The opinion of the court was delivered by: WYATT
This is a motion by plaintiff (Columbia) for summary judgment in its favor for "the relief demanded in the complaint". Fed. R.Civ.P. 56 The relief demanded in the complaint is a money judgment for $244,084.33 with interest and costs.
The action was commenced on January 25, 1968, and is for recovery of income taxes of $187,993.44 and interest thereon of $56,090.89 paid by Columbia for the years 1955-1958 inclusive ("the four taxable years") and alleged by Columbia to have been "wrongfully and illegally assessed against and collected from" Columbia. The Court is given jurisdiction of the action by 28 U.S.C. § 1346(a) (1).
Deficiencies were determined by the appropriate District Director of the Internal Revenue Service in respect of federal income taxes of Columbia (26 U.S.C. §§ 6211, 6212) for the four taxable years. Columbia elected to pay the taxes and interest to date of payment and timely filed claims for refund (26 U.S.C. §§ 6401, 6402, 6511). The claims were disallowed, and Columbia then commenced this action (26 U.S.C. § 7422).
The facts are not in dispute and both sides agree that summary judgment is appropriate. The government has made a cross-motion for summary judgment in its favor. The motion of Columbia is denied. The motion of the government will be granted.
Columbia in 1954 issued $50,000,000 of 3 1/2% Subordinated Debentures due 1964. These debentures were convertible into common stock of Columbia at the rate of 7 1/2% shares of Columbia common stock for each $100 principal amount of debentures (cash adjustment in place of fractional shares). Interest on the debentures was payable on May 10 and November 10 of each year. It was provided that no adjustment should be made on conversion "for interest accrued" or "for dividends" on stock issued on conversion.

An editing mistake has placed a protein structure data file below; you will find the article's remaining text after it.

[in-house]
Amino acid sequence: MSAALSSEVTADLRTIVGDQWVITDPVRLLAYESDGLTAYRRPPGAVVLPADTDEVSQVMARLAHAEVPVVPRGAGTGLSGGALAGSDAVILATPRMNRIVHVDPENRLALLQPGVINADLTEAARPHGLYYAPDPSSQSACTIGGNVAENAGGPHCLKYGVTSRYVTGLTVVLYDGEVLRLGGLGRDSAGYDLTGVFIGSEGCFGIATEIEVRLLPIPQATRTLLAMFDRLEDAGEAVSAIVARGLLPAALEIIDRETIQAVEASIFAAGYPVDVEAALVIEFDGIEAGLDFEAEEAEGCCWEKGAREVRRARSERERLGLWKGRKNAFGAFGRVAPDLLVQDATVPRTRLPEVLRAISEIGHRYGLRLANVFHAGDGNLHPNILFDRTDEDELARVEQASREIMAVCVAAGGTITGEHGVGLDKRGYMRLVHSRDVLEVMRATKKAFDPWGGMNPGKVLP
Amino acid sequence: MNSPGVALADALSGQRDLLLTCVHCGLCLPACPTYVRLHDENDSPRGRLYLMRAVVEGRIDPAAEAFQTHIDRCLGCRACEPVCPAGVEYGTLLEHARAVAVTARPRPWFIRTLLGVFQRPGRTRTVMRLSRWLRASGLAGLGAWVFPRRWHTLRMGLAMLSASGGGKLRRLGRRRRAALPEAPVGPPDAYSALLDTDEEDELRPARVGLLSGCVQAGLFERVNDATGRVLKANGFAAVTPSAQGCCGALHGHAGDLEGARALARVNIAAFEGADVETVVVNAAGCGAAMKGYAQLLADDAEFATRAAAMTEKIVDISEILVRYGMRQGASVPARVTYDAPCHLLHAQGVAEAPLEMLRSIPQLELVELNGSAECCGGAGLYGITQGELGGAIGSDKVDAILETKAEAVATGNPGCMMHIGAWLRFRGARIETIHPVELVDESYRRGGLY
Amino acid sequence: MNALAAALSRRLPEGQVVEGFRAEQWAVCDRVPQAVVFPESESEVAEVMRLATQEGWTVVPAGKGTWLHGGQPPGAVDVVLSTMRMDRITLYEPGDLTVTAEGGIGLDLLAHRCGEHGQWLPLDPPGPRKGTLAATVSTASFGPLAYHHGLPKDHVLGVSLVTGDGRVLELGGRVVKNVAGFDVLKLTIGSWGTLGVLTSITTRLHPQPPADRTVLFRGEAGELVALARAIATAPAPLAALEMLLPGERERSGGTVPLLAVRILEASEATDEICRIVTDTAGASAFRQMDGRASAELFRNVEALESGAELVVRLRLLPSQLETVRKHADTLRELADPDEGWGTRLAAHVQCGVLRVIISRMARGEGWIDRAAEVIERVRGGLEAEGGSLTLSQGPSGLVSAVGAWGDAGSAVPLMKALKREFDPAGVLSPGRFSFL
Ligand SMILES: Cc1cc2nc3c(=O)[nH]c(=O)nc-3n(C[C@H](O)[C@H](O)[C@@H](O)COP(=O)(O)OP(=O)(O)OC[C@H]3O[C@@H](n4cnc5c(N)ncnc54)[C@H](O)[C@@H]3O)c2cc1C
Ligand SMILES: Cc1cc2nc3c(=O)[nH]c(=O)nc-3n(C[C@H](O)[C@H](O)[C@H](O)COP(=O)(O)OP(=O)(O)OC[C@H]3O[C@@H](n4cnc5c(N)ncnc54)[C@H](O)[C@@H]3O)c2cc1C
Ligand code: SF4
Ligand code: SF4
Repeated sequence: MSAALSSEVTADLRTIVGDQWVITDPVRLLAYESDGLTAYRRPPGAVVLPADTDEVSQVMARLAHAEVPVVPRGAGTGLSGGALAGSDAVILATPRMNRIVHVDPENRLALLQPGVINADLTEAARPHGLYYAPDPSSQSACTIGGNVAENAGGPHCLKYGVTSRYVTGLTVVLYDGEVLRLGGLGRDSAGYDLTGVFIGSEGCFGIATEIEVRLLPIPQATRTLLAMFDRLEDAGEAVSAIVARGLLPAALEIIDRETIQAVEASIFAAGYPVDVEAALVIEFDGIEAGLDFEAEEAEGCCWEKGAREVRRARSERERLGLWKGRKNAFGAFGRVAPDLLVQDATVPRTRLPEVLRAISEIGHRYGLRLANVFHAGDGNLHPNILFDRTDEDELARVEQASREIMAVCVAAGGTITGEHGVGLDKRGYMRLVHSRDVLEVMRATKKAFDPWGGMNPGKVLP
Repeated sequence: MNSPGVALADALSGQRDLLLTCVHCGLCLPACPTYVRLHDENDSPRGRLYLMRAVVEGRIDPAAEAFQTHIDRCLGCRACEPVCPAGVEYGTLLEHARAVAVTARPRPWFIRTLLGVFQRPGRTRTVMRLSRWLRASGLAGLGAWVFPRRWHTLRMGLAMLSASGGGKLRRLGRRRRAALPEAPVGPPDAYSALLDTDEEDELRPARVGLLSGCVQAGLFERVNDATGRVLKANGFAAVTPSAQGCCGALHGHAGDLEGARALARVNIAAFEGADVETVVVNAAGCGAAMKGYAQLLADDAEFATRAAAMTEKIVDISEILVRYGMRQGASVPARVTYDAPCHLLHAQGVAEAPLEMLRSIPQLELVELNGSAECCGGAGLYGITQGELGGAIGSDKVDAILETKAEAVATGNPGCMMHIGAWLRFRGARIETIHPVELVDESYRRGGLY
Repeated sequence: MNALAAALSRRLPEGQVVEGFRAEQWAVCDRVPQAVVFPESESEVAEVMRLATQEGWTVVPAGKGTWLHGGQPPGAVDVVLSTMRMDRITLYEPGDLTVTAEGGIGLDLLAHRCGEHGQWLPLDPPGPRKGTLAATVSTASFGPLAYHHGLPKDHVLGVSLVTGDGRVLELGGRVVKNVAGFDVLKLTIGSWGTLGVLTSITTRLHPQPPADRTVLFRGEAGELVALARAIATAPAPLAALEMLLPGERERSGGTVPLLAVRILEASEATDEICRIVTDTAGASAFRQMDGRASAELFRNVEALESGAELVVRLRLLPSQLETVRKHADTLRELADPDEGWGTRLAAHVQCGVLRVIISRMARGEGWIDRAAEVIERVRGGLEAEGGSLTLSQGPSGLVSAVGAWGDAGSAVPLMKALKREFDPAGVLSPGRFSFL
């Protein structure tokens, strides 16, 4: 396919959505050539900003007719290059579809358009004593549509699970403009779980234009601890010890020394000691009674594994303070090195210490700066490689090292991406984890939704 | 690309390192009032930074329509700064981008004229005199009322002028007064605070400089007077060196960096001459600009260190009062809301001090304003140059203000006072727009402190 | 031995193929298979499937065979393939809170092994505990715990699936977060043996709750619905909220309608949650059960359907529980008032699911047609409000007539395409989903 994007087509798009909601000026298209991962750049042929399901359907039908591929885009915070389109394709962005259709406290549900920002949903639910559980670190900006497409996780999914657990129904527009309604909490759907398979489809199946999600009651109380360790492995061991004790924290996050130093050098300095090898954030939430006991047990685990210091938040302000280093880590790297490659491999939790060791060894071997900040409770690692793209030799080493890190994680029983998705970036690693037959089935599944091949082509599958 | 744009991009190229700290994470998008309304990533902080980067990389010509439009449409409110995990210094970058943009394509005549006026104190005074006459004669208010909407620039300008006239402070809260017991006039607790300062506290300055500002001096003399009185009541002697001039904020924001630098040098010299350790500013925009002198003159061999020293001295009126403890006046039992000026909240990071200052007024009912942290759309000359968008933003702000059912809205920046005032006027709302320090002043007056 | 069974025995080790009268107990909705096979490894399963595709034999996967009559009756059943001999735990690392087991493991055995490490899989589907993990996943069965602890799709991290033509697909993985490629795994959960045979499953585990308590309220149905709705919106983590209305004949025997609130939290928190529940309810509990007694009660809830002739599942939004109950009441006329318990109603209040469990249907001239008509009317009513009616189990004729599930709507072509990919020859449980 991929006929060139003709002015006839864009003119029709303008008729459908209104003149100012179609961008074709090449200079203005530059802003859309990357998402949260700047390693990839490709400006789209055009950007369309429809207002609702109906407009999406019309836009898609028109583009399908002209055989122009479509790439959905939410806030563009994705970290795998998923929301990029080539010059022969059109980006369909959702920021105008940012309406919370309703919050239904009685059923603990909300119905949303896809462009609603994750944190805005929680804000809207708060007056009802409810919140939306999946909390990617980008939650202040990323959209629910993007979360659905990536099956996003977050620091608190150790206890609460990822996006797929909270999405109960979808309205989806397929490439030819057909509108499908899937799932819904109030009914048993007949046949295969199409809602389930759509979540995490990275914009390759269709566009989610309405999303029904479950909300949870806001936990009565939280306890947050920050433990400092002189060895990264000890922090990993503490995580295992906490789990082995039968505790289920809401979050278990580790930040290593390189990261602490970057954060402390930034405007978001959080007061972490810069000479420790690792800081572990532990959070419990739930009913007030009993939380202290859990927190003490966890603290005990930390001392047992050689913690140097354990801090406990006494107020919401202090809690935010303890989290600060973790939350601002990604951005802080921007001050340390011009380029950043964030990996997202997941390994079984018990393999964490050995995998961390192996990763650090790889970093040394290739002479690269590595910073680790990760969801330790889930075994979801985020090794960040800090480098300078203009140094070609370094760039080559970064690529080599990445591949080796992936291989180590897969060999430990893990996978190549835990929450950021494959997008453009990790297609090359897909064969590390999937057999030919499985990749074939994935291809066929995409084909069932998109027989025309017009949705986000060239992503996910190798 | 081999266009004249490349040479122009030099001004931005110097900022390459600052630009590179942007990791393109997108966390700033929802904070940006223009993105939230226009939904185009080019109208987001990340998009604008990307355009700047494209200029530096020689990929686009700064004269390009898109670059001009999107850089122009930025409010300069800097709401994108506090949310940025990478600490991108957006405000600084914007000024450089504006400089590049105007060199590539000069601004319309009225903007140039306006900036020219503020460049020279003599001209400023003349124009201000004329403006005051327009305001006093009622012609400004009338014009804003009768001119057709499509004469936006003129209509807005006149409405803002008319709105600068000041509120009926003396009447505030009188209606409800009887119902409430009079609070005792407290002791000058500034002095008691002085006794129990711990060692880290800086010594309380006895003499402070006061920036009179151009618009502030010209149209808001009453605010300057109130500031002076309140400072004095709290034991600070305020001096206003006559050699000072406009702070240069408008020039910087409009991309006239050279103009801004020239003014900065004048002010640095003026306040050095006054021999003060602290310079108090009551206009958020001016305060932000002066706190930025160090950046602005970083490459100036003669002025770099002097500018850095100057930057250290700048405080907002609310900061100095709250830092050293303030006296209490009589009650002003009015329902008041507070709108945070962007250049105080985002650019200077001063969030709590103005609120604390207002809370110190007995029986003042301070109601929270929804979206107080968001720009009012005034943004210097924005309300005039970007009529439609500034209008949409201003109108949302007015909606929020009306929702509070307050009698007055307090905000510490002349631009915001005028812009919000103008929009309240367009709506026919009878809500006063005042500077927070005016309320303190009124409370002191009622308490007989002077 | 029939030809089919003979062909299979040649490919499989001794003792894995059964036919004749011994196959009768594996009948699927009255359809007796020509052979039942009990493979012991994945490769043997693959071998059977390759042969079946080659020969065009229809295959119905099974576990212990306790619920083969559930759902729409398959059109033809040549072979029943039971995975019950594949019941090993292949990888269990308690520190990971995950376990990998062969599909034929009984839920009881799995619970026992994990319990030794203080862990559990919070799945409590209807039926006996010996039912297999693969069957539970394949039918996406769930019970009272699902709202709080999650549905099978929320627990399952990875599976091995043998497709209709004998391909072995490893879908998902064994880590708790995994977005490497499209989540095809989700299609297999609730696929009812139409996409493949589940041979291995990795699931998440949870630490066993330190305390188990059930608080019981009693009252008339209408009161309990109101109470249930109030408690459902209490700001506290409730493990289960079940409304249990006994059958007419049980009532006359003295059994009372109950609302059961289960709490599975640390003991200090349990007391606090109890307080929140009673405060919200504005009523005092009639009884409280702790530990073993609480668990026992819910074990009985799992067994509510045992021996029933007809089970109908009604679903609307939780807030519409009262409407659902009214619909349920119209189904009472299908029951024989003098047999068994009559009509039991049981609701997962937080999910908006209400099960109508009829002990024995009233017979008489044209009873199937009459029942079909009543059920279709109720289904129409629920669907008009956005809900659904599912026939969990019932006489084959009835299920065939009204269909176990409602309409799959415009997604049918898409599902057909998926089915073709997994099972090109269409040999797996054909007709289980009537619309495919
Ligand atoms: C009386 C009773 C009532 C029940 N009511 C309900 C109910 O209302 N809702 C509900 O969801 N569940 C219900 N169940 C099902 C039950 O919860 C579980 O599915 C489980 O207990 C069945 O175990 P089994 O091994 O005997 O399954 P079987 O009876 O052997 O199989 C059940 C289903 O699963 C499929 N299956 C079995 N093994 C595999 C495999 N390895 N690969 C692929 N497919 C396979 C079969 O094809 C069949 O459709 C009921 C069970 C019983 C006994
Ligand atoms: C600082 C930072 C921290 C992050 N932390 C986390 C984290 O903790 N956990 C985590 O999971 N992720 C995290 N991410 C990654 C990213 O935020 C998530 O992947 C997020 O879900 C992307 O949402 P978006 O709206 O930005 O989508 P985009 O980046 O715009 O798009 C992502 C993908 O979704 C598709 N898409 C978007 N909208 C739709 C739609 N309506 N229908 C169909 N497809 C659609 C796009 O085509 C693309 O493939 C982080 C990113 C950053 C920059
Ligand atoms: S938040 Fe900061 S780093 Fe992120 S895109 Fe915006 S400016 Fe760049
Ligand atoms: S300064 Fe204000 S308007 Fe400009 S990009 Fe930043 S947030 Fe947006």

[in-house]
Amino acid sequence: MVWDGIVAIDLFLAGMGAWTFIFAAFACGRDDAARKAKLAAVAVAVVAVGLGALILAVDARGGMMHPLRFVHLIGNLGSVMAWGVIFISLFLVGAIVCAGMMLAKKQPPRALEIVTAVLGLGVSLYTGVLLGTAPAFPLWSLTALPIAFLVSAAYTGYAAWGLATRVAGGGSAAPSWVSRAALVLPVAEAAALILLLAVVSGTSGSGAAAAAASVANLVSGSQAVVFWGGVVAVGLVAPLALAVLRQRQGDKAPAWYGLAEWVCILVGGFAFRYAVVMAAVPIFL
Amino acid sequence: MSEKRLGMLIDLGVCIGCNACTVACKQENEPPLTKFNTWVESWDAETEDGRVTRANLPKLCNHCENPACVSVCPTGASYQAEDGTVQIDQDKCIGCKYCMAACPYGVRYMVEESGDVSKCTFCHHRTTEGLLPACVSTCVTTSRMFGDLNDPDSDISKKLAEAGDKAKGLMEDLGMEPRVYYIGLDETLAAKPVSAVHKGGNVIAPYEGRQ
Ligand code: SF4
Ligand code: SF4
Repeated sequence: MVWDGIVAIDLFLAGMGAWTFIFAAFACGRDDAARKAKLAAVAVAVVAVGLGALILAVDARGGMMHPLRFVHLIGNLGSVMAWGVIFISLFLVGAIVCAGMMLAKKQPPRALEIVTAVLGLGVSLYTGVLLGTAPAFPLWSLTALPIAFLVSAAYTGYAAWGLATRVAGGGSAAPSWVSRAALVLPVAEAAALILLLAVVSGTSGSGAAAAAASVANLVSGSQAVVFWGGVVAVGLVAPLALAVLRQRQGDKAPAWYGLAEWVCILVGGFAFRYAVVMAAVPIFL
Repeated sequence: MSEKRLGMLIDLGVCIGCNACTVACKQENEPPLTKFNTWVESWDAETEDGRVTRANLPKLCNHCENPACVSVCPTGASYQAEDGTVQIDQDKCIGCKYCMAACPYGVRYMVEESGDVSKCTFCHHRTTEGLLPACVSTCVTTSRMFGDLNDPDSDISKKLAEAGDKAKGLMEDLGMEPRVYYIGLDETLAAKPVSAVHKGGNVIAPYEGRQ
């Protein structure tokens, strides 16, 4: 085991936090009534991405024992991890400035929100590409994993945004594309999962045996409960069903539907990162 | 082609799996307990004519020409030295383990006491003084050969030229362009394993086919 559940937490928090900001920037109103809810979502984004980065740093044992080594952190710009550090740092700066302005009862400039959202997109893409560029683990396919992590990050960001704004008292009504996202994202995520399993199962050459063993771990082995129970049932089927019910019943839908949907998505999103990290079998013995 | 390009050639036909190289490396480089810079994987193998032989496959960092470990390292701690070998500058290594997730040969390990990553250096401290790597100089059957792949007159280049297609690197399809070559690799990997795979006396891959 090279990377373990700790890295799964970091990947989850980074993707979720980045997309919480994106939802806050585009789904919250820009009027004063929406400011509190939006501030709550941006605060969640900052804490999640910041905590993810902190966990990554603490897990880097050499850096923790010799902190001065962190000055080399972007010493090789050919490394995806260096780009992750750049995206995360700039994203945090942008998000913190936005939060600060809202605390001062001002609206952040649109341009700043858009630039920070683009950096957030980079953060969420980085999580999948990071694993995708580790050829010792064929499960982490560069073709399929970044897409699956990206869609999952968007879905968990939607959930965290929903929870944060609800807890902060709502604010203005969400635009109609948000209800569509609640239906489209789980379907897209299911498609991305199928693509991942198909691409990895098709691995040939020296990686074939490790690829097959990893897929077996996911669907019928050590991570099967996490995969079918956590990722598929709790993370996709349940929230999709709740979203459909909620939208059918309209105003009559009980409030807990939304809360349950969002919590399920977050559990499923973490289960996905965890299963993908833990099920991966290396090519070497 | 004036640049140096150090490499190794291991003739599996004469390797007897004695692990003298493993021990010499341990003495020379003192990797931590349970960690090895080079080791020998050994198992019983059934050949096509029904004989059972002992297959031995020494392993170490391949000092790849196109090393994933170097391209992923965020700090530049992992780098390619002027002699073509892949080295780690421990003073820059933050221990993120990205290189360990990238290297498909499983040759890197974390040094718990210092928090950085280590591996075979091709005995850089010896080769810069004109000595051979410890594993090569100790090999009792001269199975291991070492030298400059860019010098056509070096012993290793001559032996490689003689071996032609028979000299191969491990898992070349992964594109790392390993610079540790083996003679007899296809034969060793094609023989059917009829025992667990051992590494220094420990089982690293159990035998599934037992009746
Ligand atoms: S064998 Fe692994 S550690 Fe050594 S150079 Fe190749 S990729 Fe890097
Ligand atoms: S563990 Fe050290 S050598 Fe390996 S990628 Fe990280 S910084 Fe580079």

Columbia computes its taxable income on the accrual method of accounting. 26 U.S.C. § 446(c) (2). Each month on its books Columbia accrued interest on the debentures. Each month also Columbia transferred to capital surplus account the amount of interest accrued and unpaid (at least, not paid in cash) in respect of debentures converted during that month into common stock.
In each of the four taxable years Columbia deducted as an interest expense all of the interest accrued and unpaid (at least, not paid in cash) on the debentures converted during that year. This interest will be referred to sometimes as "conversion interest". This was done in reliance on 26 U.S.C. § 163(a): "There shall be allowed as a deduction all interest paid or accrued within the taxable year on indebtedness".
The Service audited the returns for 1955 and 1956 and increased the taxable income of Columbia by the amount of the conversion interest. This was on the theory that "discharge of indebtedness" results in taxable income (26 U.S.C. § 61(a) (12)) and that the accrued conversion interest had been discharged by the conversion. Since the indebtedness discharged was the same interest indebtedness deducted by Columbia on its returns, the deduction was not disallowed. Of course, the increase in income by the same amount deprived Columbia of the benefit of the deduction.
Columbia paid the additional taxes for 1955 and 1956 on July 31, 1961. The audit reports of the examining agent for these years are dated August 1, 1961.
On audit of the returns for 1957 and 1958, the Service disallowed the conversion interest as a deduction for "interest . . . accrued". According to the claim for refund, the Service determined that "the holder lost his right to receive the interest upon conversion" and cited I.T. 2884 CB XIV-1, page 251 -- a citation which to me seems wide of the mark, whatever may be the merit of the determination made by the Service.
Columbia duly filed claims for refund for the four taxable years.
The claims for refund for 1955 and 1956 were filed on or about September 26, 1962. With these claims for refund, Columbia filed consents under 26 U.S.C. § 108(a).
The claims for refund for 1957 and 1958 were filed in 1965. Columbia explains that it did not file such consents for 1956 and 1957 because the Service did not require for those ...